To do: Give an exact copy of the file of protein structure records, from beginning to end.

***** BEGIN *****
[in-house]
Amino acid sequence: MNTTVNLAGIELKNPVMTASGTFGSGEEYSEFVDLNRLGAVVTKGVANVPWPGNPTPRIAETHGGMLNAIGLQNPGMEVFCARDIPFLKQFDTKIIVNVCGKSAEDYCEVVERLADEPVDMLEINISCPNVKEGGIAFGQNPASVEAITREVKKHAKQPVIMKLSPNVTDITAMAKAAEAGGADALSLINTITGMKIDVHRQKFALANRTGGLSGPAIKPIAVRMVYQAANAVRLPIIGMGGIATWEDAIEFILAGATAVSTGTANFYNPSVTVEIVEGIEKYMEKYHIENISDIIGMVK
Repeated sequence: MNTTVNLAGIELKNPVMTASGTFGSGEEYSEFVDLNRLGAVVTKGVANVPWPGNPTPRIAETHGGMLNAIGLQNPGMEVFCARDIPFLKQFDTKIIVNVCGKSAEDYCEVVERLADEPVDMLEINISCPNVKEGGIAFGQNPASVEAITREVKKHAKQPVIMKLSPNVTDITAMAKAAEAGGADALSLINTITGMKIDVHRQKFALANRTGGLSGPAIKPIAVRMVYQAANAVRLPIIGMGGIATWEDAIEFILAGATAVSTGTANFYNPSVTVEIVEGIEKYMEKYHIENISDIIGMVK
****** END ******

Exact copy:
[in-house]
Amino acid sequence: MNTTVNLAGIELKNPVMTASGTFGSGEEYSEFVDLNRLGAVVTKGVANVPWPGNPTPRIAETHGGMLNAIGLQNPGMEVFCARDIPFLKQFDTKIIVNVCGKSAEDYCEVVERLADEPVDMLEINISCPNVKEGGIAFGQNPASVEAITREVKKHAKQPVIMKLSPNVTDITAMAKAAEAGGADALSLINTITGMKIDVHRQKFALANRTGGLSGPAIKPIAVRMVYQAANAVRLPIIGMGGIATWEDAIEFILAGATAVSTGTANFYNPSVTVEIVEGIEKYMEKYHIENISDIIGMVK
Repeated sequence: MNTTVNLAGIELKNPVMTASGTFGSGEEYSEFVDLNRLGAVVTKGVANVPWPGNPTPRIAETHGGMLNAIGLQNPGMEVFCARDIPFLKQFDTKIIVNVCGKSAEDYCEVVERLADEPVDMLEINISCPNVKEGGIAFGQNPASVEAITREVKKHAKQPVIMKLSPNVTDITAMAKAAEAGGADALSLINTITGMKIDVHRQKFALANRTGGLSGPAIKPIAVRMVYQAANAVRLPIIGMGGIATWEDAIEFILAGATAVSTGTANFYNPSVTVEIVEGIEKYMEKYHIENISDIIGMVK